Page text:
Pasa: You’re onstage with Wayne “The Train” in Santa Fe. Have you and Hancock worked together a lot?

Stuart: I don’t think I’ve ever had the pleasure of working with Wayne Hancock. I love him, though.

Pasa: Will you be playing with him?

Stuart: I don’t know who plays first and who plays second, but if it organically works out that we wind up on stage together, wonderful. You know, I’ve been coming to Santa Fe since the mid-1980s. When I first came out there, I got with a photographer named David Michael Kennedy, and we shot some pictures for an album cover. And I used to hang out in Tesuque with Roger Miller — I played in his band for 15 minutes before my first record came out. Then there’s Bob and Marianne Kapoun over at The Rainbow Man and Nathalie and Jim Arndt. ... It’s like so much family around there, and I’ve always walked away wondering why I don’t play Santa Fe, so here we go.

Pasa: We’ve read that when you were growing up in Mississippi, you kind of dreamed about California — about the movies and the music, and also the desert.

Stuart: Absolutely. The Mojave became my Kansas. I didn’t think I needed to go do a Bakersfield tribute record, because that’s been taken care of several times. But I thought we could move it into a broader space, and the Mojave became that palette. I thought, OK, let’s get into the spirit world, get into the psychedelic zone, and tip our hat as we go. When I come to this part of the world I’m still like a little kid when I start seeing cactus. I’m still enchanted by the West. Way Out West, truthfully, is simply a love letter to this part of the world and everything that comes from here.

Pasa: Do you write songs like “Old Mexico” and “Whole Lotta Highway (With a Million Miles to Go)” on the new album on the guitar, or do you compose on the piano?

Stuart: I don’t know how to play piano. Everything I do either comes by way of the guitar or the mandolin.

Pasa: The mandolin? Does that bring out different ideas when you pick it up instead of the guitar?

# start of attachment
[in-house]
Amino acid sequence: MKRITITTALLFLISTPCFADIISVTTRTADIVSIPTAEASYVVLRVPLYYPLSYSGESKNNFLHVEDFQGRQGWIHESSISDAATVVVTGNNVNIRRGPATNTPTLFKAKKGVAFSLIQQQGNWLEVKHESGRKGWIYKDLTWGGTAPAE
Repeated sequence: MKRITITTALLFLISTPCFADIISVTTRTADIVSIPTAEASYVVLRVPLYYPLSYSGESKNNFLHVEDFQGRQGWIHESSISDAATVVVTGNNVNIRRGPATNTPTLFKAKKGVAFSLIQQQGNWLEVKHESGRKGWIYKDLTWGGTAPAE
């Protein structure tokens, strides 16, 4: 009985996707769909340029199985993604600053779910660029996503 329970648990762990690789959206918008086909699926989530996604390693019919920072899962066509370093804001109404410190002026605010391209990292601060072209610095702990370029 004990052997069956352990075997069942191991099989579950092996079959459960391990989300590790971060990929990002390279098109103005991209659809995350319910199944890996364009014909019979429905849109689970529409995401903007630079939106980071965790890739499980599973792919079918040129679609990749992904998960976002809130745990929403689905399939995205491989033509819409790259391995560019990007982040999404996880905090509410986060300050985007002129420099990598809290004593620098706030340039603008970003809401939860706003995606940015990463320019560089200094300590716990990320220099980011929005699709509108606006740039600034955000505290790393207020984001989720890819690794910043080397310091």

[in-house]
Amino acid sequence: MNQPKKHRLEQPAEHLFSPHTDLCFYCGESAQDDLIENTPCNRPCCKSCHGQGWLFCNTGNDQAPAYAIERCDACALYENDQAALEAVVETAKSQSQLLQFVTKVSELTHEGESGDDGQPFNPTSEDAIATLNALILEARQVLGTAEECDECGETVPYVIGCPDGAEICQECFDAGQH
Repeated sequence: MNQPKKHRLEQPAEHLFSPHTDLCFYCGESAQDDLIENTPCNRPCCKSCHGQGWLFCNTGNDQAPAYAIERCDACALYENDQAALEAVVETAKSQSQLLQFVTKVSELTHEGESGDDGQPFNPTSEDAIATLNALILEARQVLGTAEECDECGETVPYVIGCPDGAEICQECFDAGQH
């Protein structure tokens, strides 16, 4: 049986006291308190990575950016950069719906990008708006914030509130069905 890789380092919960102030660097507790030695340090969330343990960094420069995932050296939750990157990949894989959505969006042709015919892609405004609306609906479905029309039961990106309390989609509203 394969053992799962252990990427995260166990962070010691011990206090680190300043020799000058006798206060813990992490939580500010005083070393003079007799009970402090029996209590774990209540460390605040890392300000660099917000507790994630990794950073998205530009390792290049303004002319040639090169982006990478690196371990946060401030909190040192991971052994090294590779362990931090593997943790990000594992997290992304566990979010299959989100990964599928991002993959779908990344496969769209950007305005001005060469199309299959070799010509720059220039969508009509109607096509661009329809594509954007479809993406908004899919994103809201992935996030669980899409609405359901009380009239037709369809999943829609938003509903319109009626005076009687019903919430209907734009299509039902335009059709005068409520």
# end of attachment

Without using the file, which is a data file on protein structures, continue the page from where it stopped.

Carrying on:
Stuart: Oh, sure, it’s a different sound. Vassar Clements, who was a great fiddle player, had a beautiful old fiddle that had some Egyptian writing around the side of it that was transcribed at Vanderbilt University and it said, “But for the grace of God I would still be a tree in the forest.” Guitars are like that. You could set up 50 in a room and everyone has a different personality and can inspire different things inside of me.

Pasa: There’s great guitar work on songs like “Way Out West” and “Mojave” — it sounds like that good old surf music with the beautiful clear guitar sound and reverb. You’re carrying on the tradition for Johnny Cash and Maybelle Carter and so many people, but then you’ve got an experimental mind — you’re like a musical gypsy.

Stuart: Well, I come from Mississippi, which is referred to as the birthplace of America’s music, so there’s a creative legacy down there that is pretty expansive. Tradition is a wonderful thing. It can empower you with knowledge or it can box you in and make you a slave to what used to be, and I don’t work that way. I’ve been so fortunate to have been raised by some of the master architects of American music, but they would have considered me a failure and I would have considered myself a failure if I had just stopped there. The idea is to take those timeless forms and, song by song, event by event, project by project, move this kind of music into the 21st century and get it into the hearts of a new generation of players.

Pasa: Bring the young people into the groove.

Stuart: Yeah, and it’s working. I see it, I see it. There’s a group in the UK called The Wandering Hearts that we just played with. And Bennie Haggard, Merle’s son, is coming along [musically], and Lukas Nelson, Willie’s son, and Chris Scruggs, Earl’s grandson — all these people are carrying it into the future. It’s beautiful.